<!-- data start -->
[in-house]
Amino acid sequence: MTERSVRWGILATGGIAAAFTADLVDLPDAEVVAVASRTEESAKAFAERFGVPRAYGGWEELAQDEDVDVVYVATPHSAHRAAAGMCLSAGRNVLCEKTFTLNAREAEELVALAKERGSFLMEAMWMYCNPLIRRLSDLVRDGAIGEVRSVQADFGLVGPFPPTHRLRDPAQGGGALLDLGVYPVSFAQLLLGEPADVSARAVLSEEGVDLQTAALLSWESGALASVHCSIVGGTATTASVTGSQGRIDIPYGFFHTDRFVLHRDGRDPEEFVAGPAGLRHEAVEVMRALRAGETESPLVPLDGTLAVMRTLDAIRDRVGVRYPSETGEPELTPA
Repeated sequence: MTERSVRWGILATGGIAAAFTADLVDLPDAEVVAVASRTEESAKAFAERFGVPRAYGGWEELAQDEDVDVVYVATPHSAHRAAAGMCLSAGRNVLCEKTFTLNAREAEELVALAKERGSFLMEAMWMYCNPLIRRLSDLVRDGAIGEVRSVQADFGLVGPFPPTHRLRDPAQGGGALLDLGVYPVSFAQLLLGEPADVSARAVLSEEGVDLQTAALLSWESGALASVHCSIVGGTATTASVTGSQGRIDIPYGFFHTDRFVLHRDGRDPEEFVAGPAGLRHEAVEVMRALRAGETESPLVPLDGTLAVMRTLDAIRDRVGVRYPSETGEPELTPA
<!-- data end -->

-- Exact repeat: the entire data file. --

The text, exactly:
[in-house]
Amino acid sequence: MTERSVRWGILATGGIAAAFTADLVDLPDAEVVAVASRTEESAKAFAERFGVPRAYGGWEELAQDEDVDVVYVATPHSAHRAAAGMCLSAGRNVLCEKTFTLNAREAEELVALAKERGSFLMEAMWMYCNPLIRRLSDLVRDGAIGEVRSVQADFGLVGPFPPTHRLRDPAQGGGALLDLGVYPVSFAQLLLGEPADVSARAVLSEEGVDLQTAALLSWESGALASVHCSIVGGTATTASVTGSQGRIDIPYGFFHTDRFVLHRDGRDPEEFVAGPAGLRHEAVEVMRALRAGETESPLVPLDGTLAVMRTLDAIRDRVGVRYPSETGEPELTPA
Repeated sequence: MTERSVRWGILATGGIAAAFTADLVDLPDAEVVAVASRTEESAKAFAERFGVPRAYGGWEELAQDEDVDVVYVATPHSAHRAAAGMCLSAGRNVLCEKTFTLNAREAEELVALAKERGSFLMEAMWMYCNPLIRRLSDLVRDGAIGEVRSVQADFGLVGPFPPTHRLRDPAQGGGALLDLGVYPVSFAQLLLGEPADVSARAVLSEEGVDLQTAALLSWESGALASVHCSIVGGTATTASVTGSQGRIDIPYGFFHTDRFVLHRDGRDPEEFVAGPAGLRHEAVEVMRALRAGETESPLVPLDGTLAVMRTLDAIRDRVGVRYPSETGEPELTPA